Mastering the basics of golf at The Fairmont St Andrews

The golf club felt heavy in my hands as I made a practice swing, silently urging the tension in my arms to go away. Far below me, across the rolling fairway and bay beyond, lay the spiritual home of golf: St Andrews.

Thousands travel from around the world to tee off on one of the seven public courses here in this Scottish east coast town. Enthusiasts can wait all their lives to play its hallowed Old Course, often breaking down in tears of joy after putting the final hole.

I was about to tee off on one of the public courses having never held a club until the previous morning.

Well above par: The Torrance course at Fairmont St Andrews on the wild Fife coast

As an admirer of the sport from a distance, the arcane traditions, esoteric dress code and the eye-watering costs seemed an insurmountable barrier to the beginner.

Nevertheless, the sport has held a certain allure for me ever since I watched Sean Connery tee off against Goldfinger in the James Bond film in one of the most thrilling big-screen golf matches. So when I learned that the Fairmont St Andrews hotel had a package tailored to novice players, I leapt at the chance to give golf a go.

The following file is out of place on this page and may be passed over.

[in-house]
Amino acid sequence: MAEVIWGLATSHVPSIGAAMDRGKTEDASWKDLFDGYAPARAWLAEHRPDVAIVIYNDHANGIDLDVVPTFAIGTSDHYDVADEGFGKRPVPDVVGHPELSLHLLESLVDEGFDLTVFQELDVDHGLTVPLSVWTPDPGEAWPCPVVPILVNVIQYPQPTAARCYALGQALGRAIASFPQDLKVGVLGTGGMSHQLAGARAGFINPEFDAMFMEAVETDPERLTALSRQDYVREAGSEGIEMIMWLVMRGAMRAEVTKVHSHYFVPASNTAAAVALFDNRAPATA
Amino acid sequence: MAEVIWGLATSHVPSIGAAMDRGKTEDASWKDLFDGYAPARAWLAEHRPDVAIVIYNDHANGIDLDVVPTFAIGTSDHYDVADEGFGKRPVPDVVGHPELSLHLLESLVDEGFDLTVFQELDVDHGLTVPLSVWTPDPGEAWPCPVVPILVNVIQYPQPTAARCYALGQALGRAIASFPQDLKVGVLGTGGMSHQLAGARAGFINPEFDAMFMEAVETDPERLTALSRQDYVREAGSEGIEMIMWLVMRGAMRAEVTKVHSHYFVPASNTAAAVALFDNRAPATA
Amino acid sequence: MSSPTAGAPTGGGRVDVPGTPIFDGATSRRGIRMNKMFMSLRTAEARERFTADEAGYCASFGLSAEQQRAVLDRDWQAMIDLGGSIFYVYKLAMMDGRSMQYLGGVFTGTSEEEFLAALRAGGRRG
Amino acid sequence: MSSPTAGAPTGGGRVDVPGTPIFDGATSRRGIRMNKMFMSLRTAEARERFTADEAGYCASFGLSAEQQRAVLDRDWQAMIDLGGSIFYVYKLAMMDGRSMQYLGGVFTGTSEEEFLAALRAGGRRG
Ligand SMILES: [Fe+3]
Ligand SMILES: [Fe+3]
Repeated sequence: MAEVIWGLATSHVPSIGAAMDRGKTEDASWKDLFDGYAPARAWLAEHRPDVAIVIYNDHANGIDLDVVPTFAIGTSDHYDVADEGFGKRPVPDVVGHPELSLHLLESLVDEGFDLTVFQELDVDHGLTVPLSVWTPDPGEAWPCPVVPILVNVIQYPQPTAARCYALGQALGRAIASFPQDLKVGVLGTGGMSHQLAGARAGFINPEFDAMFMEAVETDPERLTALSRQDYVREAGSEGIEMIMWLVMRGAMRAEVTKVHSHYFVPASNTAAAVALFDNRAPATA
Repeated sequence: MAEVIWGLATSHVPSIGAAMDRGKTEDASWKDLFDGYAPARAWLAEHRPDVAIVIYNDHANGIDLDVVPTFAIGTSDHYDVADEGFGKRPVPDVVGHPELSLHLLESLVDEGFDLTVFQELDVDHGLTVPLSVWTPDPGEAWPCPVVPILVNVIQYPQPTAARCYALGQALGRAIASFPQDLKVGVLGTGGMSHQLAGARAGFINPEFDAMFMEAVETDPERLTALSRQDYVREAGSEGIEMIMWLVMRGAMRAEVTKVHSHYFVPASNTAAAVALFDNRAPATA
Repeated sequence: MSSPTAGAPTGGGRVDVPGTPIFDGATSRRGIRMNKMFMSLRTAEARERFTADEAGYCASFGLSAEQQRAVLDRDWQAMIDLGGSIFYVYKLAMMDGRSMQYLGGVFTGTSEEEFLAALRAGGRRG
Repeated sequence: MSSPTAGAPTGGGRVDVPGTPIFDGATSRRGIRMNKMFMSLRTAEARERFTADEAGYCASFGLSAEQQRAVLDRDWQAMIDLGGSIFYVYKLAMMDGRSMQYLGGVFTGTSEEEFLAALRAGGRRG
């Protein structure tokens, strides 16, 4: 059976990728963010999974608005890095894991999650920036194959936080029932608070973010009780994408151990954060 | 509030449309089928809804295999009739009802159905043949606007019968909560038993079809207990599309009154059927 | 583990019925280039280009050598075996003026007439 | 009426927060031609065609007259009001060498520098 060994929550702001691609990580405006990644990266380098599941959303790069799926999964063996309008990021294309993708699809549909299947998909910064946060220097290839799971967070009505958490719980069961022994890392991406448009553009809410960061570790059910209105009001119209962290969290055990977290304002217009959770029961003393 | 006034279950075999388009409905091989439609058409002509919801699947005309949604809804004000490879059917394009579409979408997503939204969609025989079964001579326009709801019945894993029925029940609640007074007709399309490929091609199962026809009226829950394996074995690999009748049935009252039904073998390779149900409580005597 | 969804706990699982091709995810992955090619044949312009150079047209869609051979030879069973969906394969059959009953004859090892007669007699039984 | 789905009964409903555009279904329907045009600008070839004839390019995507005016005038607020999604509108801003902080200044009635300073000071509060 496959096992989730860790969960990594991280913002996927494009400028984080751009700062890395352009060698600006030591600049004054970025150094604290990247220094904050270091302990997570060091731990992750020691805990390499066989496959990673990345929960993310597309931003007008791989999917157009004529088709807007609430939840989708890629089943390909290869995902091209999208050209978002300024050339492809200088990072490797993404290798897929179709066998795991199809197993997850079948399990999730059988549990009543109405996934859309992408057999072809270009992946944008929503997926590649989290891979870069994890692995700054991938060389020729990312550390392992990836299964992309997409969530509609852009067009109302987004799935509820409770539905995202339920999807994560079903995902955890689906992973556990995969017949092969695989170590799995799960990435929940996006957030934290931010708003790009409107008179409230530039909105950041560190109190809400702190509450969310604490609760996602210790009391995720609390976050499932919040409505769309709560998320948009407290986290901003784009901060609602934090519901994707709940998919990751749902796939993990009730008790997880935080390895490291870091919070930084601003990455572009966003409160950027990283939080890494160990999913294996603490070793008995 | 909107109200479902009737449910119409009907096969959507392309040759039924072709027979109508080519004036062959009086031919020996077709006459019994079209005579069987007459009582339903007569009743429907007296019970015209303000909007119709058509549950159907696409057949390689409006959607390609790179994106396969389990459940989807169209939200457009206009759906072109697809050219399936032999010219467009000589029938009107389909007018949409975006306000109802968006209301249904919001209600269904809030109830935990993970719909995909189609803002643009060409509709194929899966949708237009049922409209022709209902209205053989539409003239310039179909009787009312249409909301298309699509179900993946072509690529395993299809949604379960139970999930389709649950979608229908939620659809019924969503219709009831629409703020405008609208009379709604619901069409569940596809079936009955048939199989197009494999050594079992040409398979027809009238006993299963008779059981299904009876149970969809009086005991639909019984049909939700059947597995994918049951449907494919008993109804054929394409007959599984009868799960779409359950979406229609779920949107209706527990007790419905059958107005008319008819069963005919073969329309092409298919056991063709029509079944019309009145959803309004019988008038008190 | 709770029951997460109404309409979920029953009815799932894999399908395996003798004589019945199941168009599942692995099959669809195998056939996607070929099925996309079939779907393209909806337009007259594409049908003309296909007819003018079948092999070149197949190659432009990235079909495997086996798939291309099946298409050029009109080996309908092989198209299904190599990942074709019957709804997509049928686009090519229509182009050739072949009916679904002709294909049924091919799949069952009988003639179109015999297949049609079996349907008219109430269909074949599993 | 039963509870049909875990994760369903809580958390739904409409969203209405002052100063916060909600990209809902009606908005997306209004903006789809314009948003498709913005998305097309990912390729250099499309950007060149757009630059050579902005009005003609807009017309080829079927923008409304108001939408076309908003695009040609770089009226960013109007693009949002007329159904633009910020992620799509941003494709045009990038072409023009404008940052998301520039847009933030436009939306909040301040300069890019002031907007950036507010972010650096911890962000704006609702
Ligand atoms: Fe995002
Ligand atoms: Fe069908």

Boasting two links-style courses, the hotel has a proud golf pedigree, playing host to a number of championship games, including the final qualifier for the Open.

Perched on the wild Fife coast about a ten-minute drive from the town of St Andrews, Fairmont St Andrews combines old-world Scottish grandeur with contemporary style. The decor is inspired by the greys and blues of the North Sea, while the walls feature works by artists celebrating Scotland’s culture and history. St Andrews may seem an intimidating location to learn golf, but the hotel’s Nervous Novice package aims to open up the sport with lessons tailored to individual needs.

And although you’ll never be taken too far out of your comfort zone, the hotel is keen to get novices feeling as if they’re learning golf as quickly as possible.

Which is why, only hours after my arrival, I found myself on the green under the watchful eye of Jack, one of the hotel’s golf pros.

During an hour’s lesson I learned how to hold the club with barely any pressure (to keep the swing relaxed) and to stand like a gorilla (to ensure the perfect posture). Jack explained that learning to get the ball in the hole with just two putts on the green was the shortest route to success.

His tuition was informal and friendly, and not once did I feel the familiar terror of a school sports lessons. By the end of my session I was putting it into the hole from a variety of angles and distances. Beginner’s luck, perhaps.

The hotel’s 'Nervous Novice' package aims to open up the sport with lessons tailored to individual needs (stock image)

The hotel’s ‘Nervous Novice’ package aims to open up the sport with lessons tailored to individual needs (stock image)